Koroit's Alistair McCosh says he's always wanted the best for his community and he believed he had a duty to get involved.
"I'm not one to sit back and wait for things to happen," he told The Standard. "I've always wanted to get the most out of my local community and you only get out what you put in."
The head of Deakin University's Warrnambool campus has a 30-year catalogue of contribution to his community, from leading the Koroit Football Netball Club to serving as deputy chair of Moyne Health Services and Food and Fibre Great South Coast, directing Beyond the Bell and setting up community events like the Tower Hill Challenge endurance event.
His record was recognised on Australia Day when he became Moyne Shire Council's 2023 Citizen of the Year, with mayor Karen Foster honouring a "quiet and modest behind-the-scenes achiever and a highly respected member of the Koroit and wider south-west communities."
Mr McCosh said his motivations were simple - making your community a better place was a win-win.
"I was born in Mailors Flat, married a girl from Rosebrook and have lived in Koroit most of my life, so I'm a Moyne resident through and through," he said.
"My wife and I brought our kids up here and wanted the best for them and by extension the community, and without volunteering and putting in our community wouldn't be the great place that it is."
He said in a country town sporting clubs were an essential part of the social fabric.
"I think it creates a place for people to come, not everyone has families so its a social connection for people as well as a sporting organisation," he said.
"We talk about mental health - everyone wants connection in their lives. That's why i've always been involved in sporting organisations, because they're such a touchstone for people and provide a link into the community."
Mr McCosh said raising children in a small community only deepened his appreciation for local sporting clubs.
"I want my children being active in the community, getting the health benefits of sport, but also being part of a team," he said.
"I think seeing the friendships that develop when you're volunteering, whether that's at a footy club or a sports board, is incredible."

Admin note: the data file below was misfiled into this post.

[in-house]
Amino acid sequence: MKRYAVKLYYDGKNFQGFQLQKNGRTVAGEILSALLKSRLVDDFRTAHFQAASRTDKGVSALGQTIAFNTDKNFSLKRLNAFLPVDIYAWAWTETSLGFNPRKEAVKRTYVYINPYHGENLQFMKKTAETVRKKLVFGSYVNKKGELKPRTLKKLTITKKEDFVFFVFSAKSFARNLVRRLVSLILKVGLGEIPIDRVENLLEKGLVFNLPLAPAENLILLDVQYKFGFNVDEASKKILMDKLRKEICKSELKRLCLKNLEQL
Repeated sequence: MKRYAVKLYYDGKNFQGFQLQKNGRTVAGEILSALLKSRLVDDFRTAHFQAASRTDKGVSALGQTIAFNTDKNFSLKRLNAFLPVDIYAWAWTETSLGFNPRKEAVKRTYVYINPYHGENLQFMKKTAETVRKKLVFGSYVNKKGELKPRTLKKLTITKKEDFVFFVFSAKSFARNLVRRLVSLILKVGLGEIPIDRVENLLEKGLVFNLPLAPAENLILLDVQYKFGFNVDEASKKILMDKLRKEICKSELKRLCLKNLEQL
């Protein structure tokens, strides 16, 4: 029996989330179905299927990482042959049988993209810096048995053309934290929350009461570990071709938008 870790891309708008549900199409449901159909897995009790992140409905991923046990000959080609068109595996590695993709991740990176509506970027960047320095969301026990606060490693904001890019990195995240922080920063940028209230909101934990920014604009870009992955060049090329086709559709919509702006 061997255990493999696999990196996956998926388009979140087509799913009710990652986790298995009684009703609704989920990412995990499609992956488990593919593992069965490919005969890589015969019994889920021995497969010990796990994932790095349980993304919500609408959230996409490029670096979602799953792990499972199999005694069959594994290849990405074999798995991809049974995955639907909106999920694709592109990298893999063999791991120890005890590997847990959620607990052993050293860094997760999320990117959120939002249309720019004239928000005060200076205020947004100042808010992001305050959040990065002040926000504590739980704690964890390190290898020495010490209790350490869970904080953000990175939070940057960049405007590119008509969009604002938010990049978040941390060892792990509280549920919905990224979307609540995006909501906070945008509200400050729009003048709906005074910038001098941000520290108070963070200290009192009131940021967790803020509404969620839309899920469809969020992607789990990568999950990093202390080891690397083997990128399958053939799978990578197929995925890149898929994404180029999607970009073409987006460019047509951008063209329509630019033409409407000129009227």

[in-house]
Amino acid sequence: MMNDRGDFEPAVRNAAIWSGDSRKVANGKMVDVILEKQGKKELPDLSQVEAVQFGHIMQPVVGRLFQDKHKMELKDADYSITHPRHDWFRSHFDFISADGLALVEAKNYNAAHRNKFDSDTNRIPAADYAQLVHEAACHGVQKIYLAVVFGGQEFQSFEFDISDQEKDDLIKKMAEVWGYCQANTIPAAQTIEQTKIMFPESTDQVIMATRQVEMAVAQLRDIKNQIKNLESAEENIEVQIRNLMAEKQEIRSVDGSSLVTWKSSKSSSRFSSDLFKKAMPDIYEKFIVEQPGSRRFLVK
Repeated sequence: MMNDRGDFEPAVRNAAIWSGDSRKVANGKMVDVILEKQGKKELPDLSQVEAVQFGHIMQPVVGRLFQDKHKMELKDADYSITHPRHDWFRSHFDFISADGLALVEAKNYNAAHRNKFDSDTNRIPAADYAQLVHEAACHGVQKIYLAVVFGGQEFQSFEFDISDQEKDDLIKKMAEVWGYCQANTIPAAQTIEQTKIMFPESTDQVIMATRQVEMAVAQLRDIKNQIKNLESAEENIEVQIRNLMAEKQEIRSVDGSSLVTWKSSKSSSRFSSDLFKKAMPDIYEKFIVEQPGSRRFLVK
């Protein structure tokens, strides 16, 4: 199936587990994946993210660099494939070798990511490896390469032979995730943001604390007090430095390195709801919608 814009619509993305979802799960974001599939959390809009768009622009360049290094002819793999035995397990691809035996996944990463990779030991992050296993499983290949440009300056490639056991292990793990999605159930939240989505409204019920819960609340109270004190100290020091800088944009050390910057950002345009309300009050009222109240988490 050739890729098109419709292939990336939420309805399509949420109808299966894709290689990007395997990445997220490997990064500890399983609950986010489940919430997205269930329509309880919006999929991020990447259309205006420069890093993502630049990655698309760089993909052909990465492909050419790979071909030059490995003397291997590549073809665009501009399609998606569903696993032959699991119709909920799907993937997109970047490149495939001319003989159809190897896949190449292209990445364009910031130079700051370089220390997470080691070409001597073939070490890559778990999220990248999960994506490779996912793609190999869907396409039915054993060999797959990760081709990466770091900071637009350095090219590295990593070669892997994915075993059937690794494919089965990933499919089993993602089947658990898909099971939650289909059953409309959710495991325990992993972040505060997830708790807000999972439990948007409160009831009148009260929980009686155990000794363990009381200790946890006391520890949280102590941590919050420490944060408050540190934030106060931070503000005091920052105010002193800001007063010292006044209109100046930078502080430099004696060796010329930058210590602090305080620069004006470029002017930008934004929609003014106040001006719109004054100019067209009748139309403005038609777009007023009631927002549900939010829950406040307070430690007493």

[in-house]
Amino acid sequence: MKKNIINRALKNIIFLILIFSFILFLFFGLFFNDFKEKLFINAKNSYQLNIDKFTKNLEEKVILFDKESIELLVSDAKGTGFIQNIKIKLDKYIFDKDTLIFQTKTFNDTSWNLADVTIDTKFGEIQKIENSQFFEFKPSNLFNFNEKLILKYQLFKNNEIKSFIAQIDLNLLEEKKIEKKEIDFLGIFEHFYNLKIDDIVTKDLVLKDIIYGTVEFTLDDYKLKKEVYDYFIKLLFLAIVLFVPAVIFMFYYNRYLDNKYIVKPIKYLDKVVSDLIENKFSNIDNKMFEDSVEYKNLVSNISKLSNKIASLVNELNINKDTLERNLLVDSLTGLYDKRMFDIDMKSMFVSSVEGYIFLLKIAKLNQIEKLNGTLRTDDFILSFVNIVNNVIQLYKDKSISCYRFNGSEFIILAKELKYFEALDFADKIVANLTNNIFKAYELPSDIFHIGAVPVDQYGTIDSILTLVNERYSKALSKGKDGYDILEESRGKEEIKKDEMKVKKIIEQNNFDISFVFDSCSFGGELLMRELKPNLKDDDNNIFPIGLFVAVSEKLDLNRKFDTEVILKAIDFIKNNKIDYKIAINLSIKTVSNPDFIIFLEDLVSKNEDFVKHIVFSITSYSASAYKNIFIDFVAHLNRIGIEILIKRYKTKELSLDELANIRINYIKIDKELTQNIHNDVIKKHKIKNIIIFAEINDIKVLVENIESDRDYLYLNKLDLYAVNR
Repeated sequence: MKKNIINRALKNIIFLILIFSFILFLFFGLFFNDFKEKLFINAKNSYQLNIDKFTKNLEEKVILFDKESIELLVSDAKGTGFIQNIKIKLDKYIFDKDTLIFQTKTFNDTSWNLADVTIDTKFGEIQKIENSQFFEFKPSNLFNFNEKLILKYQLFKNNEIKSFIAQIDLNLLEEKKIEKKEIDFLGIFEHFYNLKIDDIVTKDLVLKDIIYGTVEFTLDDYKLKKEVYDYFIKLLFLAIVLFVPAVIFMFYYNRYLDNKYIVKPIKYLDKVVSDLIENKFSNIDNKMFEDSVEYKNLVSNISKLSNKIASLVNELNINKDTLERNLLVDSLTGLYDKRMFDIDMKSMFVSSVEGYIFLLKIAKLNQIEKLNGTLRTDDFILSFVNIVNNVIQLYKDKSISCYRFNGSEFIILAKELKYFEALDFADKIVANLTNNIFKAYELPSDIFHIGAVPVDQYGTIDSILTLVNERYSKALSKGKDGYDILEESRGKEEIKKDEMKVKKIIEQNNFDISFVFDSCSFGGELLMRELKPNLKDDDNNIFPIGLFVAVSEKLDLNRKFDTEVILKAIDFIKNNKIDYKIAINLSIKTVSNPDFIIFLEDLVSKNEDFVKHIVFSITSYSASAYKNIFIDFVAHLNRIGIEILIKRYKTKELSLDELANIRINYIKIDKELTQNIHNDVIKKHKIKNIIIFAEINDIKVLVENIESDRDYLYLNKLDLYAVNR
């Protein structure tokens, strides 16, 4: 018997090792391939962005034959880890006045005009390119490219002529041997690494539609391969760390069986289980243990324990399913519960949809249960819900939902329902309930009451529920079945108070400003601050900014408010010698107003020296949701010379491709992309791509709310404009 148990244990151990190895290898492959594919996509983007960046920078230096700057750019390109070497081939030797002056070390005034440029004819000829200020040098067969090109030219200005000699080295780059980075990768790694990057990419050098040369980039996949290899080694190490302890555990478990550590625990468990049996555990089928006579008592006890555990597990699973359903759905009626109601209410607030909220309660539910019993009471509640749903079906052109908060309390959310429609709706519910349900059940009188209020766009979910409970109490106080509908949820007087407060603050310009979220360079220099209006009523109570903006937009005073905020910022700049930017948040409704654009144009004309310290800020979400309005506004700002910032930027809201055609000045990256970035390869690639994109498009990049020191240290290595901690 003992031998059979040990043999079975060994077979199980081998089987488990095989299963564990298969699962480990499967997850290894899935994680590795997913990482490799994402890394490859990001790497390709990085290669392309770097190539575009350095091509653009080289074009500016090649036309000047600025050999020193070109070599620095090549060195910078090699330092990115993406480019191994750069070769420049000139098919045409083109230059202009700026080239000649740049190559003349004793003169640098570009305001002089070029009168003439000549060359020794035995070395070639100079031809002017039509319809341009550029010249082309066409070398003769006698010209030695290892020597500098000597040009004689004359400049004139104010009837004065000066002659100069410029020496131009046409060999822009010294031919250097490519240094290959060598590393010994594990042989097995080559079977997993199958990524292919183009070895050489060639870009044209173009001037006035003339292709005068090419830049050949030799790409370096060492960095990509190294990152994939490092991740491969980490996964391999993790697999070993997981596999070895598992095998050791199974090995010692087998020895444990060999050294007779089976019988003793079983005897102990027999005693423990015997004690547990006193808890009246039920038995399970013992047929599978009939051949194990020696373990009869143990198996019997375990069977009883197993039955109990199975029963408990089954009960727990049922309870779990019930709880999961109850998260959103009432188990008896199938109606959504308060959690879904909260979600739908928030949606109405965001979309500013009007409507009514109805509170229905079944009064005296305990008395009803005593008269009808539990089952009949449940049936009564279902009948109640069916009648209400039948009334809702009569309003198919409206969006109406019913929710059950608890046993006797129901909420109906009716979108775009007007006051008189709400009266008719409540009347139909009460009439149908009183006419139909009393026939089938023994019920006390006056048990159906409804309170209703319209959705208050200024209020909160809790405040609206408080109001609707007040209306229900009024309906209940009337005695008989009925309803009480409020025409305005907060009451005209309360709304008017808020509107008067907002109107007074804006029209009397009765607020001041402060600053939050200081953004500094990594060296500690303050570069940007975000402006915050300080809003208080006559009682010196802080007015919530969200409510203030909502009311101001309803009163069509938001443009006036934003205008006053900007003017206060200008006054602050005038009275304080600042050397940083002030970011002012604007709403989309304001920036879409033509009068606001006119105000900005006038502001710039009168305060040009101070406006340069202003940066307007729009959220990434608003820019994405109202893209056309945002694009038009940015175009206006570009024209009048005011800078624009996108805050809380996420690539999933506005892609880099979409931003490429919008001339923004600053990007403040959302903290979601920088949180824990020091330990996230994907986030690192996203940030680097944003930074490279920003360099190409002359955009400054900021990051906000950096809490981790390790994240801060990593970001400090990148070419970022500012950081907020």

A teacher by trade, Mr McCosh's major contribution in recent years has been through Deakin University, where he's risen through the ranks to become head of the Warrnambool campus.
"I started out as a secondary teacher in Hawkesdale, then moved to Brauer and from there went into the vocational sector before ending up at Deakin after a short stint as a careers advisor at the Australian Industry Group," he said.
"Deakin is so important, not just for Warrnambool, but for the whole region. Our graduates are in schools and hospitals throughout the south-west."
Mr McCosh has played a key role expanding the size and reach of the campus, a process he said was full-steam ahead.
"We're building a new program in social work and another couple we are looking to announce in the next couple of months," he said.
"I jump out of bed each morning really excited at what we can achieve at Deakin, knowing that the region is going so well economically, socially and environmentally."
As director of Beyond the Bell, Mr McCosh has also helped support young people in the south-west to stay in school and thrive.
"Beyond the Bell has a vital role to lift attainment levels throughout the region," he said.
"In regional areas we are below-average in attainment, particularly for year 12, so putting your hand up, getting involved and building aspiration for our kids is so important."
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